Home runs, doubles, RBI and stolen bases are among the four most important measurements of a player’s offensive production.
St. Louis Cardinals fans already know that first baseman Albert Pujols is putting together a tremendous season in these areas and more. In fact, it is approaching historic proportions.
Look at the destruction he laid on the Milwaukee Brewers in just three games this week.
Pujols collected a pair of hard-hit doubles, his 36th and 37th of the season, as part of his four on-base performance on Monday. As the Cards won 3-0, all Albert did was drive in the first two runs and score the third himself. It was also Albert’s second consecutive three-hit game.
On Tuesday, Pujols clubbed his 45th home run, a seventh-inning solo shot that brought the Cardinals to within one run in a game they would eventually come back to win. Albert finished the night 1-for-2 with two walks and two runs scored.
In the series finale on Wednesday, Albert had his tenth multiple-home run game of the season, tying Mark McGwire for tops in club history. His 46th and MLB-best 47th home runs put him just two short of his career best. Pujols’ RBI total of 124 is just one off the Major League lead. He scored in his nine consecutive game.
As one would expect, Pujols leads the 2009 Cardinals in every offensive category imaginable, including stolen bases, where he holds a 14-12-8 edge over shortstop Brendan Ryan and another unlikely basestealer, slow-footed, yet sneaky-fast catcher Yadier Molina. Albert’s stolen base total is still two short of his career best of 16, set during his first Most Valuable Player award season of 2005.
With 21 games still remaining in the 2009 regular season, Pujols now has 47 home runs, 37 doubles, 124 RBI and those 14 stolen bases. To help put that into context, only three other players in the history of the game have ever amassed those kinds of balanced totals in one full season.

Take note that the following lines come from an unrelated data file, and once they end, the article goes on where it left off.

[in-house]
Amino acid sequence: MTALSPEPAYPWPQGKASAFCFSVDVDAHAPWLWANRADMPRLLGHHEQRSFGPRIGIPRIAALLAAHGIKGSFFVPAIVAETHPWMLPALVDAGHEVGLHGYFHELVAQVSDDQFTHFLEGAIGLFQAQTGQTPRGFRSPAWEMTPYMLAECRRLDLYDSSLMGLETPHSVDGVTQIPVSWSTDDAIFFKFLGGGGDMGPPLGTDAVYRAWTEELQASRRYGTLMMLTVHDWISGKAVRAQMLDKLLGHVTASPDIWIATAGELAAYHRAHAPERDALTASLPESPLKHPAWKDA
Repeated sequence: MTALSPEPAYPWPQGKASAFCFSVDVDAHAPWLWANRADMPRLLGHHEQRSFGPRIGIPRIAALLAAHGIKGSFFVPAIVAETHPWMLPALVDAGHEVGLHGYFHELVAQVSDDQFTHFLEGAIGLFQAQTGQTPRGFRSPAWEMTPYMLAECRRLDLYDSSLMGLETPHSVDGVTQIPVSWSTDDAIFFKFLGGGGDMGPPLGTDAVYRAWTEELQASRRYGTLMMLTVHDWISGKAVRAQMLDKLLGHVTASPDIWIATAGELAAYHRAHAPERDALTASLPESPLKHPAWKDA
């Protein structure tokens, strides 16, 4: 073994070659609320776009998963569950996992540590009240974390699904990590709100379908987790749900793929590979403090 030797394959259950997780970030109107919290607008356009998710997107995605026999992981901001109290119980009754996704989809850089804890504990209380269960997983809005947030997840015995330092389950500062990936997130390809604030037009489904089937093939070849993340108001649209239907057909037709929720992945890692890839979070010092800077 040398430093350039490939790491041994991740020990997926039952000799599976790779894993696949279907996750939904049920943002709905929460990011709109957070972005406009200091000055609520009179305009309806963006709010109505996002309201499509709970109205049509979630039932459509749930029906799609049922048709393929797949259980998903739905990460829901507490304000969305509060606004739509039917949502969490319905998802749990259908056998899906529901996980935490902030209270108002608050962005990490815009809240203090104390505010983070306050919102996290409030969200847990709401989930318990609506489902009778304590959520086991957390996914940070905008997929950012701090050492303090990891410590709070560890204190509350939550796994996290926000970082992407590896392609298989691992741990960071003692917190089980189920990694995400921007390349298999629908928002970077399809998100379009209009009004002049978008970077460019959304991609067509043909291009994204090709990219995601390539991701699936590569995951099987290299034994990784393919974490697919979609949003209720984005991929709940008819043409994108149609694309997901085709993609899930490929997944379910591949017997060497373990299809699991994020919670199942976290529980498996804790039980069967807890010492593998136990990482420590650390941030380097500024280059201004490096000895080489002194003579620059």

The other three are former Cardinal Larry Walker in 1997, another ex-Cardinal, Andres Galarraga in 1996 and the greatest of them all, Babe Ruth in 1921. In a not-so-unimportant aside, Walker was the MVP and Ruth likely would have been had the award been given.
With just three more Pujols home runs over the next three weeks, Walker and The Big Cat will be crossed off this list, leaving just Albert and Babe.
No one else. Ever.
For the skeptical: If you are into power only and discount the importance of the stolen base, this is just for you.
In a most impressive run of consistency, Pujols now has put into the books four seasons of at least 40 home runs, 35 doubles and 110 RBI. That matches the MLB record held by Yankees Hall of Famers Ruth and Lou Gehrig.
A-Rod didn’t do it. Manny hasn’t either. Is there any doubt as to the identity of the greatest active baseball player on this planet?
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